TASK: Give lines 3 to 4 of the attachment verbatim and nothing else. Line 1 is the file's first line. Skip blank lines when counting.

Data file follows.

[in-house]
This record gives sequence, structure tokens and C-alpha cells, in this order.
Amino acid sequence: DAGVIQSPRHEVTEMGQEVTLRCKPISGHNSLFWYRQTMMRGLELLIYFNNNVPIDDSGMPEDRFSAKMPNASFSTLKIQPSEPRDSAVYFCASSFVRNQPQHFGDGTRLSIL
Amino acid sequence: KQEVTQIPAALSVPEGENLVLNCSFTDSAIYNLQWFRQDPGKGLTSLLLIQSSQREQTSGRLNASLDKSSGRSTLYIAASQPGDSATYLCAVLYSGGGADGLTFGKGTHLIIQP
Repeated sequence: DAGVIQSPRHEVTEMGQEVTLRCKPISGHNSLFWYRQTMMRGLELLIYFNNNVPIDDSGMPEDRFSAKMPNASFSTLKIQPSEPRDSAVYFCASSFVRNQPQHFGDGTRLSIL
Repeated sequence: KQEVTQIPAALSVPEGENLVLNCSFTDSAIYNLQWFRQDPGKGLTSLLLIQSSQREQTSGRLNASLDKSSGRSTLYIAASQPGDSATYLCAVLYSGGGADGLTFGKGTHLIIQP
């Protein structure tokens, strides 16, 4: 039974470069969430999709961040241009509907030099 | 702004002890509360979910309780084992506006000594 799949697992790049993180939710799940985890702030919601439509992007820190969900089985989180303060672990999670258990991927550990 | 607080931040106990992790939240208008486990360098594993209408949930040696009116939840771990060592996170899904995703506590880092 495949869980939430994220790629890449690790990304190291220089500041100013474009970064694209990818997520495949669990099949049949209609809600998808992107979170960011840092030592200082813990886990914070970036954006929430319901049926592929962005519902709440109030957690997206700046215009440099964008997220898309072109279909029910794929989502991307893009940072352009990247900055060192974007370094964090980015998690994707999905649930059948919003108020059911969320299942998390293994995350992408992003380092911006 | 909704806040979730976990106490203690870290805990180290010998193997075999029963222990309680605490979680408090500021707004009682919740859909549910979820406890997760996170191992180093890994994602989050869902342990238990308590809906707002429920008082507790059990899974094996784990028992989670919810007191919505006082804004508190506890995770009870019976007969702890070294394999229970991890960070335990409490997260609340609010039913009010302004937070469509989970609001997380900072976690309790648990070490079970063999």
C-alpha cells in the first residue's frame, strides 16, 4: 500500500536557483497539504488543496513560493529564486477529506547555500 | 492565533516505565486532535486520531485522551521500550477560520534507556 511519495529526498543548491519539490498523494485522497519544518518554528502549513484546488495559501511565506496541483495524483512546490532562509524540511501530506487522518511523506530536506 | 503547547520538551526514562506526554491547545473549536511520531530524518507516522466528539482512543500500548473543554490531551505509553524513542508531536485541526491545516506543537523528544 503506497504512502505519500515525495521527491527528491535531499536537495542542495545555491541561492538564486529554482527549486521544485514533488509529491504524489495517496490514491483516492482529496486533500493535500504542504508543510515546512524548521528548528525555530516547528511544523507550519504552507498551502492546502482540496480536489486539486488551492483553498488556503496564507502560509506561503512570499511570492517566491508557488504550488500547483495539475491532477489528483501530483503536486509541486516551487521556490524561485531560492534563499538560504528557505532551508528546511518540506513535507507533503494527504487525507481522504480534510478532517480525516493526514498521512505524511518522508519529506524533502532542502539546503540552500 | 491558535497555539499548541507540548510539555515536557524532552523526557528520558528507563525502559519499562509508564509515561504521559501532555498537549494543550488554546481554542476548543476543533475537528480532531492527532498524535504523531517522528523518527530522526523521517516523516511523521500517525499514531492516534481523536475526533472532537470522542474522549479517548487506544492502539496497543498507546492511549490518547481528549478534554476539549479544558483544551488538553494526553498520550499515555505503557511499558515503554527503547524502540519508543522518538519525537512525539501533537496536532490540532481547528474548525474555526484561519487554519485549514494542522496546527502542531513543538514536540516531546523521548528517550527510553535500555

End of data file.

Amino acid sequence: DAGVIQSPRHEVTEMGQEVTLRCKPISGHNSLFWYRQTMMRGLELLIYFNNNVPIDDSGMPEDRFSAKMPNASFSTLKIQPSEPRDSAVYFCASSFVRNQPQHFGDGTRLSIL
Amino acid sequence: KQEVTQIPAALSVPEGENLVLNCSFTDSAIYNLQWFRQDPGKGLTSLLLIQSSQREQTSGRLNASLDKSSGRSTLYIAASQPGDSATYLCAVLYSGGGADGLTFGKGTHLIIQP